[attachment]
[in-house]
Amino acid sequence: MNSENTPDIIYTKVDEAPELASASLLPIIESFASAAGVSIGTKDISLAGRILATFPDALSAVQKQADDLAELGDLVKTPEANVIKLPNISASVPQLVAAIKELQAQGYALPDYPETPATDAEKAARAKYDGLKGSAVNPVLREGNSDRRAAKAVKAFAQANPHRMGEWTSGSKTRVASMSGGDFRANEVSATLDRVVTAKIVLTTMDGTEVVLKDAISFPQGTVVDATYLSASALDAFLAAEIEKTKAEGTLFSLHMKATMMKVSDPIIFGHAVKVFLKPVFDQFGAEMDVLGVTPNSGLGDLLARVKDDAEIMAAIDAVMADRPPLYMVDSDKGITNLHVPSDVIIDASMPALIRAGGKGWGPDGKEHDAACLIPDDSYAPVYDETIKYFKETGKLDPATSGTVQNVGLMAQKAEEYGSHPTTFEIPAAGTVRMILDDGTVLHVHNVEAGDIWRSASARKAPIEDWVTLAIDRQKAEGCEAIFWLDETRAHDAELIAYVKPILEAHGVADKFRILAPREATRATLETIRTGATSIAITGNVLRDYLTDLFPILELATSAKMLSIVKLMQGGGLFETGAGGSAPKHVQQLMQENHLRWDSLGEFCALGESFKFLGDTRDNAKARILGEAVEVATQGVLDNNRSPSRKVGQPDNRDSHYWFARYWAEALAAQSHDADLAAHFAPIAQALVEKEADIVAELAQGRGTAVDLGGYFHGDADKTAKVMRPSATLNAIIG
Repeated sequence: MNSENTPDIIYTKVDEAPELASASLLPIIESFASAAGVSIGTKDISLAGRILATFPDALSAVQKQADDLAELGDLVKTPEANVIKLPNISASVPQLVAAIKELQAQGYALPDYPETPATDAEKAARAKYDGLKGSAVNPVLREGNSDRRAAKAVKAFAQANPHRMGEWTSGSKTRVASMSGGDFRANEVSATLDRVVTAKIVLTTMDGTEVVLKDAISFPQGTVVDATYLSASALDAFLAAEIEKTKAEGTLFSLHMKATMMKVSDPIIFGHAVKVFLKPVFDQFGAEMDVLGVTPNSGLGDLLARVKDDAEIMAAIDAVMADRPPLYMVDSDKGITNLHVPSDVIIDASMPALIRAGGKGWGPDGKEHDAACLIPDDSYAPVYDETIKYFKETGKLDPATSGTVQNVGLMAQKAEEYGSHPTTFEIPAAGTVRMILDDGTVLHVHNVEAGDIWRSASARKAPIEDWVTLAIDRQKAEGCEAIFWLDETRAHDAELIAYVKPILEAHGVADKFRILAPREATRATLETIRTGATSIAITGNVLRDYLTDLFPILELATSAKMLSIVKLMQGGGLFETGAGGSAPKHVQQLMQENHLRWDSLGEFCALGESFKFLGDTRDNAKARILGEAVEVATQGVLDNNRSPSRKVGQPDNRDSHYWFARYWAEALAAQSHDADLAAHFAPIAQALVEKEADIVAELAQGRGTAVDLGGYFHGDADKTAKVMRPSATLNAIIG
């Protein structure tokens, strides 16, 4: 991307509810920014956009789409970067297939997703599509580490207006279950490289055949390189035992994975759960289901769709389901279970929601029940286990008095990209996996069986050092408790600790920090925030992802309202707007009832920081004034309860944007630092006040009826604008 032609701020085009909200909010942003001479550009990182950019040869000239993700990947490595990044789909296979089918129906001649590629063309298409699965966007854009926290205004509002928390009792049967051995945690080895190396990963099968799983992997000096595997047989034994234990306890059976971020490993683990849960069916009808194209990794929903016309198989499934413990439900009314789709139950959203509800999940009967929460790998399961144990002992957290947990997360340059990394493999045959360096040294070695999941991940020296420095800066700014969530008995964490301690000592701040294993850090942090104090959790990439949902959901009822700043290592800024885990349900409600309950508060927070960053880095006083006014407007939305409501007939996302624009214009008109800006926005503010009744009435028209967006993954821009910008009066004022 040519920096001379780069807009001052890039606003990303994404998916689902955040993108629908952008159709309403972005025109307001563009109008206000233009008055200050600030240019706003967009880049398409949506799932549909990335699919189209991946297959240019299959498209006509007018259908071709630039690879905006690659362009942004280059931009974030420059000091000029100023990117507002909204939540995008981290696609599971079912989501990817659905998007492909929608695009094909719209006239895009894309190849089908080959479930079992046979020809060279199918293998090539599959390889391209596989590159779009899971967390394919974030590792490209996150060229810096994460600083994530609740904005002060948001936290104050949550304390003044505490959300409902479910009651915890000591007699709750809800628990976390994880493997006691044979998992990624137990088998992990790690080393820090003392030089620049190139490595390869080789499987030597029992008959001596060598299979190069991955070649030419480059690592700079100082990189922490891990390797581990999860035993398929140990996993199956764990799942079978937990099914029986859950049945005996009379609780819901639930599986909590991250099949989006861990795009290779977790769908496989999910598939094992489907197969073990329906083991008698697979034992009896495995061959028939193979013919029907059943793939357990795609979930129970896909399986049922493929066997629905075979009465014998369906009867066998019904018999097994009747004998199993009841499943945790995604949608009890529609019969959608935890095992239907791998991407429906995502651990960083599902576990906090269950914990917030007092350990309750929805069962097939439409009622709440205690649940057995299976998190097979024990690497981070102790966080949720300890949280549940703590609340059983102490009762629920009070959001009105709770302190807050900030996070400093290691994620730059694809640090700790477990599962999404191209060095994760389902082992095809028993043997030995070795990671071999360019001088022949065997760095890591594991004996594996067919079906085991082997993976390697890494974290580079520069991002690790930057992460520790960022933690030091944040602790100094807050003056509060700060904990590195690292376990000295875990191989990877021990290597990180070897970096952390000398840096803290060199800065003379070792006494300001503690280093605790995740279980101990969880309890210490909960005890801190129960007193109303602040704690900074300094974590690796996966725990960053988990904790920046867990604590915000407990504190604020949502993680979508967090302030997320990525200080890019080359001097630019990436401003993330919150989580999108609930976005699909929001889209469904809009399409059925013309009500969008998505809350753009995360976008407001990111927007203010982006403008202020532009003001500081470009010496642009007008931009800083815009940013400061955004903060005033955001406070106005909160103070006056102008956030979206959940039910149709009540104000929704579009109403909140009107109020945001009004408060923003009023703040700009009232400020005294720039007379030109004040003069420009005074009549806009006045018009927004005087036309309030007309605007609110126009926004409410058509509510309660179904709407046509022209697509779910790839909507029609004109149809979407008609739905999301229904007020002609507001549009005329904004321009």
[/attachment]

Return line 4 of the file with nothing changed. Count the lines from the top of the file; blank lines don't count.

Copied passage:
């Protein structure tokens, strides 16, 4: 991307509810920014956009789409970067297939997703599509580490207006279950490289055949390189035992994975759960289901769709389901279970929601029940286990008095990209996996069986050092408790600790920090925030992802309202707007009832920081004034309860944007630092006040009826604008 032609701020085009909200909010942003001479550009990182950019040869000239993700990947490595990044789909296979089918129906001649590629063309298409699965966007854009926290205004509002928390009792049967051995945690080895190396990963099968799983992997000096595997047989034994234990306890059976971020490993683990849960069916009808194209990794929903016309198989499934413990439900009314789709139950959203509800999940009967929460790998399961144990002992957290947990997360340059990394493999045959360096040294070695999941991940020296420095800066700014969530008995964490301690000592701040294993850090942090104090959790990439949902959901009822700043290592800024885990349900409600309950508060927070960053880095006083006014407007939305409501007939996302624009214009008109800006926005503010009744009435028209967006993954821009910008009066004022 040519920096001379780069807009001052890039606003990303994404998916689902955040993108629908952008159709309403972005025109307001563009109008206000233009008055200050600030240019706003967009880049398409949506799932549909990335699919189209991946297959240019299959498209006509007018259908071709630039690879905006690659362009942004280059931009974030420059000091000029100023990117507002909204939540995008981290696609599971079912989501990817659905998007492909929608695009094909719209006239895009894309190849089908080959479930079992046979020809060279199918293998090539599959390889391209596989590159779009899971967390394919974030590792490209996150060229810096994460600083994530609740904005002060948001936290104050949550304390003044505490959300409902479910009651915890000591007699709750809800628990976390994880493997006691044979998992990624137990088998992990790690080393820090003392030089620049190139490595390869080789499987030597029992008959001596060598299979190069991955070649030419480059690592700079100082990189922490891990390797581990999860035993398929140990996993199956764990799942079978937990099914029986859950049945005996009379609780819901639930599986909590991250099949989006861990795009290779977790769908496989999910598939094992489907197969073990329906083991008698697979034992009896495995061959028939193979013919029907059943793939357990795609979930129970896909399986049922493929066997629905075979009465014998369906009867066998019904018999097994009747004998199993009841499943945790995604949608009890529609019969959608935890095992239907791998991407429906995502651990960083599902576990906090269950914990917030007092350990309750929805069962097939439409009622709440205690649940057995299976998190097979024990690497981070102790966080949720300890949280549940703590609340059983102490009762629920009070959001009105709770302190807050900030996070400093290691994620730059694809640090700790477990599962999404191209060095994760389902082992095809028993043997030995070795990671071999360019001088022949065997760095890591594991004996594996067919079906085991082997993976390697890494974290580079520069991002690790930057992460520790960022933690030091944040602790100094807050003056509060700060904990590195690292376990000295875990191989990877021990290597990180070897970096952390000398840096803290060199800065003379070792006494300001503690280093605790995740279980101990969880309890210490909960005890801190129960007193109303602040704690900074300094974590690796996966725990960053988990904790920046867990604590915000407990504190604020949502993680979508967090302030997320990525200080890019080359001097630019990436401003993330919150989580999108609930976005699909929001889209469904809009399409059925013309009500969008998505809350753009995360976008407001990111927007203010982006403008202020532009003001500081470009010496642009007008931009800083815009940013400061955004903060005033955001406070106005909160103070006056102008956030979206959940039910149709009540104000929704579009109403909140009107109020945001009004408060923003009023703040700009009232400020005294720039007379030109004040003069420009005074009549806009006045018009927004005087036309309030007309605007609110126009926004409410058509509510309660179904709407046509022209697509779910790839909507029609004109149809979407008609739905999301229904007020002609507001549009005329904004321009």